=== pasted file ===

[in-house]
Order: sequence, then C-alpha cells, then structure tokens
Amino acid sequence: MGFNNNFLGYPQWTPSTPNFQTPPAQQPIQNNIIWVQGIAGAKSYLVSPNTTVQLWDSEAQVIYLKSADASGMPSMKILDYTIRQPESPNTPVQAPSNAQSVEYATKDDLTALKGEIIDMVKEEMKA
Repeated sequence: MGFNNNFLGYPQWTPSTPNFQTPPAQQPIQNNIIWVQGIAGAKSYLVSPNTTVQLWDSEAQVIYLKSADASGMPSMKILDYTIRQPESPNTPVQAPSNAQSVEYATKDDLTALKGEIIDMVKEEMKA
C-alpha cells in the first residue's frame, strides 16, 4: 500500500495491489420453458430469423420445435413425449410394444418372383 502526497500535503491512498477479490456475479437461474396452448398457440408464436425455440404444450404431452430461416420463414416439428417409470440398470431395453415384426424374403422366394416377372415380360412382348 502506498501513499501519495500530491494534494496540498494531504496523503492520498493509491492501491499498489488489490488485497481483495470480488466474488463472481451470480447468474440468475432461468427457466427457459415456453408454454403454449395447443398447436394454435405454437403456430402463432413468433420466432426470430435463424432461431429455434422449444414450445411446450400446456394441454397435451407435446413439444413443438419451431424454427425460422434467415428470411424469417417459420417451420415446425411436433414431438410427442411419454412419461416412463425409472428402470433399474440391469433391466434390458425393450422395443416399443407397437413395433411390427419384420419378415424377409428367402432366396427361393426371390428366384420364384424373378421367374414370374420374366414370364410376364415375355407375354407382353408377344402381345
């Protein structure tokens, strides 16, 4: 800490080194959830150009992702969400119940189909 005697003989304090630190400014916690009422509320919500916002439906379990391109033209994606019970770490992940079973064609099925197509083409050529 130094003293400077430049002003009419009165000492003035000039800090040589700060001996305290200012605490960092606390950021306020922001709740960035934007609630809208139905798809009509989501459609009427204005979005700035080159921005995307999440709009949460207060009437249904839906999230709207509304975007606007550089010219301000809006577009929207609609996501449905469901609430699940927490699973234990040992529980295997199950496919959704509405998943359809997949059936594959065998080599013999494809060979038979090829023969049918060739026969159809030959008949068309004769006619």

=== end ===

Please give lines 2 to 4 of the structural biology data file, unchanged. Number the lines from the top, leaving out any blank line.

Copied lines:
Order: sequence, then C-alpha cells, then structure tokens
Amino acid sequence: MGFNNNFLGYPQWTPSTPNFQTPPAQQPIQNNIIWVQGIAGAKSYLVSPNTTVQLWDSEAQVIYLKSADASGMPSMKILDYTIRQPESPNTPVQAPSNAQSVEYATKDDLTALKGEIIDMVKEEMKA
Repeated sequence: MGFNNNFLGYPQWTPSTPNFQTPPAQQPIQNNIIWVQGIAGAKSYLVSPNTTVQLWDSEAQVIYLKSADASGMPSMKILDYTIRQPESPNTPVQAPSNAQSVEYATKDDLTALKGEIIDMVKEEMKA